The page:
How to Adopt a “Defense in Depth” Security Strategy to Protect Your SMB

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While small- and medium-sized businesses (SMBs) may not consider themselves prime targets for cyber security attacks, the fact is they are being targeted more frequently these days.

Whereas in 2020 SMBs (less than 1,000 employees) suffered fewer than half the number of breaches that larger companies did, last year it was nearly even, according to the Verizon Data Breach Investigation Report. The 2021 version of the report showed that among companies where size was identified, 307 breaches occurred in large organizations and 263 in smaller ones.

It’s incumbent on SMB leaders, then, to focus on setting up a proper defense. In security circles, that means a “defense in depth” strategy that includes multiple layers of protection. The idea is that even if an attacker makes it past one defense, others are in place to thwart the attack. Taken together, the multiple layers dramatically reduce the probability of a successful attack.

And here’s the best news for SMBs: It once took a variety of security appliances and software components to implement a defense in depth strategy. But today it can be delivered along with the networking equipment any growing business needs for speedy connectivity within its walls (and beyond).

A robust defense in depth strategy can include the following types of layers:

  • Next-generation firewalls. Firewalls are typically the first line of defense, inspecting network traffic and blocking or allowing it based on predefined rules relative to port, protocol, and other filters. Next-generation firewalls include additional features such as intrusion detection/intrusion prevention (IDS/IPS), application-level protection and control, and cloud-based threat intelligence. Some also include a policy enforcement firewall (PEF), which provides a “zero trust” boundary at the point of network access.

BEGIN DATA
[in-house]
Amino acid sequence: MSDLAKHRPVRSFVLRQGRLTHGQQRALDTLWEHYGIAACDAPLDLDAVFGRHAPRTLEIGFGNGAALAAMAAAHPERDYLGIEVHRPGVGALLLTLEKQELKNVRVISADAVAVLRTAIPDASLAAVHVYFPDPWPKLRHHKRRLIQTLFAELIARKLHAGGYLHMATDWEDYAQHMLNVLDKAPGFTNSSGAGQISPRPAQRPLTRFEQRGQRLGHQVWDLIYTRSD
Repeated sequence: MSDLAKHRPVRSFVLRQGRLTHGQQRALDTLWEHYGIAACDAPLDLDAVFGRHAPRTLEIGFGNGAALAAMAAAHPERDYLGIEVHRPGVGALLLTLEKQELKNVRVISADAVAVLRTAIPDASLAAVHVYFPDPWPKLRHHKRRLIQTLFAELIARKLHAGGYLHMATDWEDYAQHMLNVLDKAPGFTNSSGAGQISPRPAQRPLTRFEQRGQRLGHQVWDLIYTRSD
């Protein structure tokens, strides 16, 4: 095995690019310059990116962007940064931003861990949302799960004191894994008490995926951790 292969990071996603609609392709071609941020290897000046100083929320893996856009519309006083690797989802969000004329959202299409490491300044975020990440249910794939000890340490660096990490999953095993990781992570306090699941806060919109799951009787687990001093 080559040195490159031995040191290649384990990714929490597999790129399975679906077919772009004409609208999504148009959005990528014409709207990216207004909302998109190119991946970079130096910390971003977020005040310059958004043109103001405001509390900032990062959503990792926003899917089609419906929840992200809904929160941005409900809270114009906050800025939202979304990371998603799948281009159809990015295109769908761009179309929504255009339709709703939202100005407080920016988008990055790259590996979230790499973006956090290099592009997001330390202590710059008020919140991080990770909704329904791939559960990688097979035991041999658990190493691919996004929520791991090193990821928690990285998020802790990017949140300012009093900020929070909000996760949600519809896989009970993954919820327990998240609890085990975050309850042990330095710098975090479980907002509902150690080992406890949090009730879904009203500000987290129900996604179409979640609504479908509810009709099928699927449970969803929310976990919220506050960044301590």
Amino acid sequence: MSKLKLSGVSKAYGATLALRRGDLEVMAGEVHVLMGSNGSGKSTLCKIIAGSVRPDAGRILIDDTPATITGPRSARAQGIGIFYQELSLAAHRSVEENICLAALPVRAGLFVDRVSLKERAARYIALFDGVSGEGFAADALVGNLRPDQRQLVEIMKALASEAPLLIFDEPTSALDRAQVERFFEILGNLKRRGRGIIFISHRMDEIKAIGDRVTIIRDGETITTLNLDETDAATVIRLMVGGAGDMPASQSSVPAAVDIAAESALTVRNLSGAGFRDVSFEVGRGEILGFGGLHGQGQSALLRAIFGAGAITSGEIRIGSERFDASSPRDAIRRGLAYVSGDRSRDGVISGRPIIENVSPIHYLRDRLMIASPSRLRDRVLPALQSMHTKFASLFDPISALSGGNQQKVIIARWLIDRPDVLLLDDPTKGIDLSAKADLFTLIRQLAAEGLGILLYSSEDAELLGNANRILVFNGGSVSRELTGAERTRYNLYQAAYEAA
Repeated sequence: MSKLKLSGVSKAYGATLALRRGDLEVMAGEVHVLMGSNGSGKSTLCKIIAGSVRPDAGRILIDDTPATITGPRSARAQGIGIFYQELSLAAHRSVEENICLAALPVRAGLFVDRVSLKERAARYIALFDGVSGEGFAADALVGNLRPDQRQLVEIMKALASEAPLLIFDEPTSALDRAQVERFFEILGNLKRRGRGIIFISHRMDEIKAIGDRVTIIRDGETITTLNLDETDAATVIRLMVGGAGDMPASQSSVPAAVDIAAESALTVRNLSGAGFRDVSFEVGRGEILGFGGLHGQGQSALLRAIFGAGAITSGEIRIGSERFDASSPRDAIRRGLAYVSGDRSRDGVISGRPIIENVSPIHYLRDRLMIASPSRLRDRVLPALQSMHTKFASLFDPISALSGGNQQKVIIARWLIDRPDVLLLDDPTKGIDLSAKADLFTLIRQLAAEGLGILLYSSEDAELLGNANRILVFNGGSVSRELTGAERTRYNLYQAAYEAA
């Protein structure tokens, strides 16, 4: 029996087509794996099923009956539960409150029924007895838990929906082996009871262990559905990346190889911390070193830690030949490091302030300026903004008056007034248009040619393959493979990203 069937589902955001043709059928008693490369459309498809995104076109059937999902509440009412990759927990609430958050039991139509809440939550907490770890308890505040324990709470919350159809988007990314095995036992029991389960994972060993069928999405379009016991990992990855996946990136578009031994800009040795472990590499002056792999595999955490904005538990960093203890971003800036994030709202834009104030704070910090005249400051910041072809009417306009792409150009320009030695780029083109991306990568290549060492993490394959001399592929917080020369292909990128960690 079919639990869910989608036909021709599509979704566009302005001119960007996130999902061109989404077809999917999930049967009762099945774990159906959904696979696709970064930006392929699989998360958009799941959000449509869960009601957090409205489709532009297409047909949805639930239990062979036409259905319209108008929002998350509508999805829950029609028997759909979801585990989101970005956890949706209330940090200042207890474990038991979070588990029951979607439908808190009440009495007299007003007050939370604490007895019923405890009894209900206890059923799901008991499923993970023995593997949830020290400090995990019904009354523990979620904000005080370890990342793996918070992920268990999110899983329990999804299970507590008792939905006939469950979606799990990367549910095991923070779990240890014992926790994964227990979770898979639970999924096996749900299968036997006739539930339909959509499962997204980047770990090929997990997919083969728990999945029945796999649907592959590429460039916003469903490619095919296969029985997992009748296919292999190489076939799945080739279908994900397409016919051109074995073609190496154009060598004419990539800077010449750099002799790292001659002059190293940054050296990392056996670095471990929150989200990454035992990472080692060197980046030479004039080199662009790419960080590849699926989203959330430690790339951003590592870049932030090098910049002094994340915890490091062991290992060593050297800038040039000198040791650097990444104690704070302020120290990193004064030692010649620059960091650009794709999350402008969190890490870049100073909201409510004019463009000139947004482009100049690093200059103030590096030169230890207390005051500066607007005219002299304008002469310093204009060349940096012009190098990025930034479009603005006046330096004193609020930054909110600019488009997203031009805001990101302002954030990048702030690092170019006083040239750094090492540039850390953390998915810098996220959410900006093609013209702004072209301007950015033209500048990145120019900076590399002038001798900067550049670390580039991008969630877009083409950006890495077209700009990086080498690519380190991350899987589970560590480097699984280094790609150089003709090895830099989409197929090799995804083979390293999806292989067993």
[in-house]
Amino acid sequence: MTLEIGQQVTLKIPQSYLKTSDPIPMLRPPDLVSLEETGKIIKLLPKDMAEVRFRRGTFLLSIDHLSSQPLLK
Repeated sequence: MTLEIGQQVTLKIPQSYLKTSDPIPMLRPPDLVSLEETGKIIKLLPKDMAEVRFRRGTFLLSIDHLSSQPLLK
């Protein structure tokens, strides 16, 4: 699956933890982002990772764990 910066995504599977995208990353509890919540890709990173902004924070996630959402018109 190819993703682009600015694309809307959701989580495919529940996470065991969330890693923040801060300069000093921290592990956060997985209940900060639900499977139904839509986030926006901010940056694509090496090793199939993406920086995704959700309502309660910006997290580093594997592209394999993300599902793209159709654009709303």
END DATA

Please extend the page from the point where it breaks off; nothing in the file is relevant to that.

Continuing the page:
• DNS protection. Next up: domain name service (DNS) protection. DNS helps protect against users inadvertently clicking on a malicious web page, often as a result of a phishing attack. DNS protection evaluates each request to a DNS server, filtering out those that appear suspicious or malicious, and blocking the web page connection.

  • Endpoint protection. Each networked endpoint – including desktops, laptops, and mobile devices – should be outfitted with antivirus and other advanced malware protection software. This collection, often referred to as endpoint detection and response (EDR) tools, help identify threats based on well-known signatures as well as patterns that indicate suspicious behavior. Some inspect files and employ machine learning techniques, typically cloud-based, to determine whether they are malicious.

  • VPNs and multi-factor authentication. Virtual private networks (VPNs) offer an additional layer of security by forming an encrypted channel between corporate network resources. That makes the security of each device all the more critical, however; a compromised device attached to a VPN would have unfettered access to corporate resources. Multi-factor authentication (MFA) can help in that regard, by requiring both a password and an additional form of identification, such as a time-sensitive authentication code.

  • Advanced networking – with built-in security. At one point it would have taken an IT professional with deep security expertise to implement all these security layers. Today, you get them baked in with the same networking infrastructure that keeps your employees connected.

Aruba offers network solutions tailored for even the smallest companies that combine the latest networking equipment with effective security.

Aruba access points, switches, and gateways enable you to separate business from customer traffic, set hours for network availability, and block specific website and application categories – an effective way to thwart malicious activity. They support all the ways SMBs think about security today while enabling a path forward for more modern security strategies.

That path includes Aruba Central, a cloud networking solution that features full-time security monitoring, web content filtering, wireless intrusion mitigation, policy enforcement to the user and device level, and more.

It’s only a matter of time before any company, large or small, becomes a target of cyber threats. Vigilance is required – and Aruba delivers.

To learn more, explore Aruba’s SMB network solutions.

Copyright © 2022 IDG Communications, Inc.